How Diverse Is The US Olympic Team, Really?

In Rio, fencer Ibtihaj Muhammad will become the first American athlete to compete in the Olympics wearing a hijab.

Can you name an elite female athlete? If you asked me to name someone other than Venus or Serena Williams I’d have a tough time.

What about an openly LGBTQ athlete? Michael Sam, the first openly gay player in the NFL, made a splash, but has said that coming out as gay has played a “huge part” in his faltering career and not being signed by an NFL team.

Even in 2016, sports are largely a (straight, cis) man’s game.

You’ll see plenty of faces of color in some professional sports, but you’re unlikely to ever see a woman on the field, or hear the voice of an out LGBTQIA athlete.

The high cost (both financial and in terms of time and commitment) of building an elite spots career can keep the dream out of reach for many disenfranchised groups.

Here’s a look at diversity on this year’s USA Olympic Team:

Gender Differences

Here’s the great news: For only the second time ever, there are more woman than men on the team. The 292 women competing for the US (part of a team of 555 athletes) represent the largest women’s team that a country has fielded during the Games (the previous record was 289 women on the 2008 China team).

Here in the US, girls drop out of sports at double the rate of boys. The Women’s Sports Foundation cites lack of women role models as one reason.

Because of that, it’s significant that children watching the Opening Ceremonies on Friday and the competition throughout the coming weeks will see that women are just as capable of competing at an elite level as men are.

“It’s amazing. Really amazing,” said Molly Sullivan Sliney, a two-time Olympic fencer who competed in the 1988 and 1992 Games. In 1988, just 195 out of 527 competitors for Team USA. were women; in 1992, there were only 190 women on a team of 545 Americans.

But Sliney was quick to point out that the world of elite sports competition is still very complicated for women.

“It shows how long it has taken to feel the effects of Title IX,” she said. Title IX legislation, which bans sex discrimination in any educational institution that receives federal aid, opened up women’s sports programs in many colleges and universities, which in turn fed high-level competition.

Still, for many female competitors, the Olympics are the biggest — or the only — opportunity to make money from their sports, in the form of sponsorship deals or bonuses. Even women’s sports that do have professional opportunities, like soccer, don’t provide the same monetary incentives as men’s sports.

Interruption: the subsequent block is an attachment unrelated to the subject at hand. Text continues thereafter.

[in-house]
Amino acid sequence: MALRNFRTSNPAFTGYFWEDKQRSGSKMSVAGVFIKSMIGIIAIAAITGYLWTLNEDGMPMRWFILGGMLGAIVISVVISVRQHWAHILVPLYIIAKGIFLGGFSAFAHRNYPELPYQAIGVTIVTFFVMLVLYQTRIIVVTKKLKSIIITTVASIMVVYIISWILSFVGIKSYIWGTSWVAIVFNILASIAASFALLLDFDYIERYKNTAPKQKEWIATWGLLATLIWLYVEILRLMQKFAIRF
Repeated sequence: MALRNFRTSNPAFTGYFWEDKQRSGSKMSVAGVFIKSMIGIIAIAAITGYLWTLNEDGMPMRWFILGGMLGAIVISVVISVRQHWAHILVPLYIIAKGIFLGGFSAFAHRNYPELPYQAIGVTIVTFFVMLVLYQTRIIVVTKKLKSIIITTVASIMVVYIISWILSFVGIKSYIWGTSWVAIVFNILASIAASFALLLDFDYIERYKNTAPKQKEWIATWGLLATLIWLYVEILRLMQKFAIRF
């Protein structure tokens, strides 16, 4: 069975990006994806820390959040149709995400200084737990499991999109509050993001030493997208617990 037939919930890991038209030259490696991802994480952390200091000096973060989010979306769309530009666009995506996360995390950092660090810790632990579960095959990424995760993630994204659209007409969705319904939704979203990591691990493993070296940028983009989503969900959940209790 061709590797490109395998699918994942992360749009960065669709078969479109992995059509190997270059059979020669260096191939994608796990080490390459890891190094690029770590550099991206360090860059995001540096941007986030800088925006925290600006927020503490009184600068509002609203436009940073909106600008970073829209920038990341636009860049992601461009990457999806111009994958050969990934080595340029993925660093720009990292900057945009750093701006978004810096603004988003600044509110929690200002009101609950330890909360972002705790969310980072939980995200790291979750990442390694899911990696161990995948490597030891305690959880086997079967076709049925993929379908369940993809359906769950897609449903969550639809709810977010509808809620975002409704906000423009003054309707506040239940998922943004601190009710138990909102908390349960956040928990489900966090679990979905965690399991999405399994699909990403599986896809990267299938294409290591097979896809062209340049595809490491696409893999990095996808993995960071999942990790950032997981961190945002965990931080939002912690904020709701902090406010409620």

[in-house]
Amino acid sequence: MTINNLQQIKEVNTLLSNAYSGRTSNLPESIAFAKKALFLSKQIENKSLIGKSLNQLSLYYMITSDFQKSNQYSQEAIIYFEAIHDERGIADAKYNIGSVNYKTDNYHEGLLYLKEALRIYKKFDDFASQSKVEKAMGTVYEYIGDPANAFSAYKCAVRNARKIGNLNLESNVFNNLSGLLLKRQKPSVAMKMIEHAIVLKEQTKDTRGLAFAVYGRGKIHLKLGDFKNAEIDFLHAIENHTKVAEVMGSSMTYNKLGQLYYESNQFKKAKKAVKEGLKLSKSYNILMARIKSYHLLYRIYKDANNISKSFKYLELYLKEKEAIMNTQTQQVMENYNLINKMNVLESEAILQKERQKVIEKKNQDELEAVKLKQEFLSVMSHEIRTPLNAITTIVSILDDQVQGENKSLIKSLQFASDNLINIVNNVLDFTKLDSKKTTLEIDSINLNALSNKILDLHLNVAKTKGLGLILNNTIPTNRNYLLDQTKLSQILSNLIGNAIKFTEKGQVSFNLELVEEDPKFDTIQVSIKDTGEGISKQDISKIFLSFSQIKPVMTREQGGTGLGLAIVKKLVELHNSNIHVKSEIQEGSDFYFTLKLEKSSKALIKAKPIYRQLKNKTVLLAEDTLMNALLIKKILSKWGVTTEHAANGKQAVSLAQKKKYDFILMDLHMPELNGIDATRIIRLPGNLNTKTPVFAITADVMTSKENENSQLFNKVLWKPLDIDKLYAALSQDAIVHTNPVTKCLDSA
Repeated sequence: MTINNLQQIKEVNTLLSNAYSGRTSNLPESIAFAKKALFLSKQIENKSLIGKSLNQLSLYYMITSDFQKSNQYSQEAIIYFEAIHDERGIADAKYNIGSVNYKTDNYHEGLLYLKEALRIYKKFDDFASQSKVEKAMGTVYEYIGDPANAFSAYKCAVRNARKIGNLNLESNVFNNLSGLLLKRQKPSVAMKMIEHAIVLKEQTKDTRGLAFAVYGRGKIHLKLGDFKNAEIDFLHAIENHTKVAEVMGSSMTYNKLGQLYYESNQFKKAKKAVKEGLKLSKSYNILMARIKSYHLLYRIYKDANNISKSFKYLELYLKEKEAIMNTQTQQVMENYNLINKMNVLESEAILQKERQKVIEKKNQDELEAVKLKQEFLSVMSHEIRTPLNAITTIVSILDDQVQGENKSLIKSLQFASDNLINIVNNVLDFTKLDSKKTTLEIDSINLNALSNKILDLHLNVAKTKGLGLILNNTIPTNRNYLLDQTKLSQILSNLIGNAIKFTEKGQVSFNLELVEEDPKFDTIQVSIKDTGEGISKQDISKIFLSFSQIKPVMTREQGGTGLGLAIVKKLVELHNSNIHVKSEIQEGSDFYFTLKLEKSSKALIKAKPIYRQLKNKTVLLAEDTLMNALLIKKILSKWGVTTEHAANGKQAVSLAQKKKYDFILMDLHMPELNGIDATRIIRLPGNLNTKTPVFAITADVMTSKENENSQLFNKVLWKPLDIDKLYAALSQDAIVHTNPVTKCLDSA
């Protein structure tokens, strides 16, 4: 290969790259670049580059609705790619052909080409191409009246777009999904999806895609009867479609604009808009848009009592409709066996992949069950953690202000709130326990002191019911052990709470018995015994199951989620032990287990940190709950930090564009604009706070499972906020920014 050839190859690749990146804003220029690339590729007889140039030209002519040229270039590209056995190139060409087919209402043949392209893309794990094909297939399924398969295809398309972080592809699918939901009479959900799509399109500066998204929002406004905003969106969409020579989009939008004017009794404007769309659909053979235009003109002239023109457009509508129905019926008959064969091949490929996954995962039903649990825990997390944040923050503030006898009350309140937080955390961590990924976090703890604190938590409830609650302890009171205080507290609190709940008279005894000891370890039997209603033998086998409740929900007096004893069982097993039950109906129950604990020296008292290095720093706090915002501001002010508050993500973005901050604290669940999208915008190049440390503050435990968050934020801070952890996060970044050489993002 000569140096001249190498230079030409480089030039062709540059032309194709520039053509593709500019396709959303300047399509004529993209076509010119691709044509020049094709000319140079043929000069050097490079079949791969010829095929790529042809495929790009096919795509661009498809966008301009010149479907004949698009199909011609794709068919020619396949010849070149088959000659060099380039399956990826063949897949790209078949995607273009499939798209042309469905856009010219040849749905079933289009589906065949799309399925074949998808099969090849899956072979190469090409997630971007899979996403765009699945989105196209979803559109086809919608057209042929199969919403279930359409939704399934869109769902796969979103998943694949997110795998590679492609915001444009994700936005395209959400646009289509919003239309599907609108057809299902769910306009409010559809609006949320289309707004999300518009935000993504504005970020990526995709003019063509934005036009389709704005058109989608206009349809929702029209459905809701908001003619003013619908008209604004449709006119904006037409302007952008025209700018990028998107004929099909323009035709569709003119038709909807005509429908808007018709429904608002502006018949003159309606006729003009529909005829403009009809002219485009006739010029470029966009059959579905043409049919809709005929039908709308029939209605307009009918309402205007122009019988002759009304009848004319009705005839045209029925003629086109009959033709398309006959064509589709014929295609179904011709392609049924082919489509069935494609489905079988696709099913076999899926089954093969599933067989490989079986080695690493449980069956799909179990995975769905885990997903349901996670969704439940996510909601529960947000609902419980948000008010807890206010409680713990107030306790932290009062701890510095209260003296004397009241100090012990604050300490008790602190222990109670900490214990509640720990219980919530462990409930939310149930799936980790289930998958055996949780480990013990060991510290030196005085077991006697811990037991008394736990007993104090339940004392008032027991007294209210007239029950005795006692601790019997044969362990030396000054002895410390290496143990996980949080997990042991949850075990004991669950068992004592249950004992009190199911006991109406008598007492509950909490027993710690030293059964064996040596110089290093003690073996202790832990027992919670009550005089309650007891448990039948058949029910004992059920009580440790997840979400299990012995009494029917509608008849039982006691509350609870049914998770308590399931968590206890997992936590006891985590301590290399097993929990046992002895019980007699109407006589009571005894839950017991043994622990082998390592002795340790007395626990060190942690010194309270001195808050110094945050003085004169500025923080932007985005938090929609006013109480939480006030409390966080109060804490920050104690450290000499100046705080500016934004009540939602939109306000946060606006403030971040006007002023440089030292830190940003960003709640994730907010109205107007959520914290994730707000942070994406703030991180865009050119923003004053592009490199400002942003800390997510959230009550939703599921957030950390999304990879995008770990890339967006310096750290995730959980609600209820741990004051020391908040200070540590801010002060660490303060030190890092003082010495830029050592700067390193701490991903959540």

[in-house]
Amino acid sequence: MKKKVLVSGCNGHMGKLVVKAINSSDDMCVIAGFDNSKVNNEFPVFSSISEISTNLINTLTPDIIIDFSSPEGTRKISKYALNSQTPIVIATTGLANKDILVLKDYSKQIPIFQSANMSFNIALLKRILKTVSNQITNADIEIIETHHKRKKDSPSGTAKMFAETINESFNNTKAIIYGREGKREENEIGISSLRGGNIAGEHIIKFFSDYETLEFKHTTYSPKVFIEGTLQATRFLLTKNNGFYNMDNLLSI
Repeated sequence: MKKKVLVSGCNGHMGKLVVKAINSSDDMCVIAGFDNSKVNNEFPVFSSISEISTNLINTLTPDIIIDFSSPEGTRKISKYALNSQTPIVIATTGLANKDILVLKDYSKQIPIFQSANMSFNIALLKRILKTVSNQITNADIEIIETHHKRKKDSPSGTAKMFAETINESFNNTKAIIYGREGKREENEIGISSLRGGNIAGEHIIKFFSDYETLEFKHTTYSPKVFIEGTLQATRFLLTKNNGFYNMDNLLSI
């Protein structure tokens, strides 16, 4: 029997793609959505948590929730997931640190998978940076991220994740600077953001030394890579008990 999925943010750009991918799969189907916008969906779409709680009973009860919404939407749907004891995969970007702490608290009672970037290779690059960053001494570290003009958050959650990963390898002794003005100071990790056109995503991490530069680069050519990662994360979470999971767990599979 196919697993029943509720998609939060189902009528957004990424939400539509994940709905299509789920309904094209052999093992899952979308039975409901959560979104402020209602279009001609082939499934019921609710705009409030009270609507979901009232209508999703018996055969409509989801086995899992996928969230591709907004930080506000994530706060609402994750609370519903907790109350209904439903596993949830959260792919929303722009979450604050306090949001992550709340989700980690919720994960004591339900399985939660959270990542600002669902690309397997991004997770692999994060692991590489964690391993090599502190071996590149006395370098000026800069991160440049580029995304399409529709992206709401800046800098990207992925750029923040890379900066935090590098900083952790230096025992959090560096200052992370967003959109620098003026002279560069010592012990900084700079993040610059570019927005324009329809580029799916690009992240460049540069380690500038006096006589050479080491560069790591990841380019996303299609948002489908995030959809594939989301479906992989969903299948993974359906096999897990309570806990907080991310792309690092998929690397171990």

In fact, five members of the reigning World Cup champion and gold-medal favorite women’s soccer team are currently in a lawsuit with US Soccer over wage discrimination.

As with the gender gap in many areas, there has been lots of progress, but there is still much to be done.

Racial, ethnic, and religious diversity

In Rio, fencer Ibtihaj Muhammad will become the first American athlete to compete in the Olympics wearing a hijab.

“I have to challenge this idea that in some way we don’t belong because of our race or our religion,” she has said.

She elaborated in an interview with the Washington Post:

I’ve been blessed with this position and to be given this platform. When I think of my predecessors and the people who spoke out against bigotry and hate, I feel like I owe it not just to myself but to my community to try to fight it.

The US Olympic Committee did not provide information on the racial and ethnic diversity on the team. However, a glance at the members of the team suggests that some sports have many Olympians of color, while others have an all-white team.

LGBTQ Presence

Of approximately 10,000 athletes competing at Rio, there are only about 30 globally who are openly gay.

I spoke with American kayaker Ashley Nee, who is one of those athletes.

“Just being me is really important,” she said. The significance of out athletes isn’t lost on her, however. “It’s important to have that visibility because there might be the kid [who needs to see us].”

For many athletes, factors like corporate sponsorships and conservative social policies in their home countries can prevent them from coming out.

“It’s interesting when you bring the entire world together,” Nee said. “As a gay athlete, some people want to talk about it and some want to gloss over it. Mentioning my wife, some people don’t know what to say or do.”

Overall

The United States Olympic Committee (USOC) is open on its website about the need to increase diversity in all areas the team.

“Diversity and inclusion are core values at the USOC because they make us better as an organization,” USOC CEO Scott Blackmun said.

The USOC’s slogan — “many faces, one team, one mission” — is certainly one that everyone can get behind.

Image: Marie-Lan Nguyen / Wikimedia Commons, via Wikimedia Commons.

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